Can Berlusconi fix Italy?
Silvio Berlusconi has won a third shot to lead Italy, said Matthew Kaminski in The Wall Street Journal, and the lack of "enthusiasm or outrage" at his return showed that voters don't think a weaker leader can solve the country's "grave"
Former Italian Prime Minister Silvio Berlusconi, 71, won a third shot to lead the country after his center-right coalition won national elections. According to preliminary results, the billionaire media magnate’s coalition won a decisive victory, with 47 percent of the vote versus 38 percent for new center-left Democratic Party headed by former Rome mayor Walter Veltroni. The lower house of Parliament will now have only about six parties, from 26 in the last government, and for the first time since World War II will have no Communists. Berlusconi’s past campaigns were a mixture of his strong, idiosyncratic personality and conservative political platform, said political analyst Piero Ottone. “This time he just made jokes.” (International Herald Tribune)
What the commentators said
The “flamboyant” Berlusconi seems like “his old self,” said Matthew Kaminski in The Wall Street Journal. But despite his “familiar Viagra cracks and promises to put ‘hotties’ in his cabinet,” he didn’t really “have his heart in this race.” And the lack of popular “enthusiasm or outrage” about a third Berlusconi government is more a sign of “fatalism” than “political maturity”—neither Italy nor its new leader seem to believe the country’s “grave” economic and social problems can be fixed by the “weak” leaders Italy has produced.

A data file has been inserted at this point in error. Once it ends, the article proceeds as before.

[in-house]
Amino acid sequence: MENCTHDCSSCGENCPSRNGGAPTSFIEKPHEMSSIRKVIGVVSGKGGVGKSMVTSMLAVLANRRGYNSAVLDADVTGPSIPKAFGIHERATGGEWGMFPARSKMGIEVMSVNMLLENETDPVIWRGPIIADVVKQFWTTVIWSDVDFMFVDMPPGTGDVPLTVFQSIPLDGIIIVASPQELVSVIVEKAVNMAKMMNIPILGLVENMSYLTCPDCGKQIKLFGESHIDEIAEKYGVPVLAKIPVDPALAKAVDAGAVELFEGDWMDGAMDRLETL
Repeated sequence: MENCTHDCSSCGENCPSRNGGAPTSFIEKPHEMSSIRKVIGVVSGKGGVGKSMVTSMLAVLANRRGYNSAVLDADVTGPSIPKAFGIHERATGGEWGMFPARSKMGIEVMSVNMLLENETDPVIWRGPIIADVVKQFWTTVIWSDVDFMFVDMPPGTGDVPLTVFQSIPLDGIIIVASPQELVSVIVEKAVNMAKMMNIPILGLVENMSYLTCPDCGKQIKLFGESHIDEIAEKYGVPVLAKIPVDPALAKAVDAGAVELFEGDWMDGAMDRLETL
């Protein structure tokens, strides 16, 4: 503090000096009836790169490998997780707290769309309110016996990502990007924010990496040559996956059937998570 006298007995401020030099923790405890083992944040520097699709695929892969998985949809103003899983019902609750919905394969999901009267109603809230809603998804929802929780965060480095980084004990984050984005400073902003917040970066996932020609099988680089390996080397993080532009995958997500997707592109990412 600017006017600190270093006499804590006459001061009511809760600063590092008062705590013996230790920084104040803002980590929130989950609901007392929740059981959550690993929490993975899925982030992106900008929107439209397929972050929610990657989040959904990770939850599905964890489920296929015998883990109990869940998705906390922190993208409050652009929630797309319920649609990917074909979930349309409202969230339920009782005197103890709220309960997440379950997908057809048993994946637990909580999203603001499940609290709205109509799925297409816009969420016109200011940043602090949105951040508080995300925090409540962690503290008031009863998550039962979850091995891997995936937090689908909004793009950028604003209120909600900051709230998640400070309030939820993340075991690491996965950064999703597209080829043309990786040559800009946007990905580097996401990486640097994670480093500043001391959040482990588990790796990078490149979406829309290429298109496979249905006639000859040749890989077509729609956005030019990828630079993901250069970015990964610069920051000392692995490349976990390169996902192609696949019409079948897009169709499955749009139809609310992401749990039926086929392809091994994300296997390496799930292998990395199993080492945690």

Berslusconi represents the “worst aspects of traditional Italian politics,” said the Irish Independent in an editorial. But he apparently won “a clear mandate” from the disillusioned Italian electorate, and with strong majorities in both houses “he has the authority” to enact needed constitutional and economic reforms for “Italy’s creaking political system.” Unless he has changed, though, he has neither the “character or the will” to look out for anything other than “his own interests.”
The difference this time is the “compulsory bipartisanship” imposed by Veltroni and Berlusconi, said Federico Geremicca in Turin’s La Stampa. The whittling down to “at most five groups in parliament,” with two major factions, is a “veritable (positive) earthquake in parliamentary geography.” And Berlusconi has said he is open to “bipartisan” collaboration with Veltroni’s opposition party. Maybe this parliamentary “simplification” will move Italy closer to the “envied systems of other European countries,” and allow quicker decisions without sacrificing “political dialogue.”
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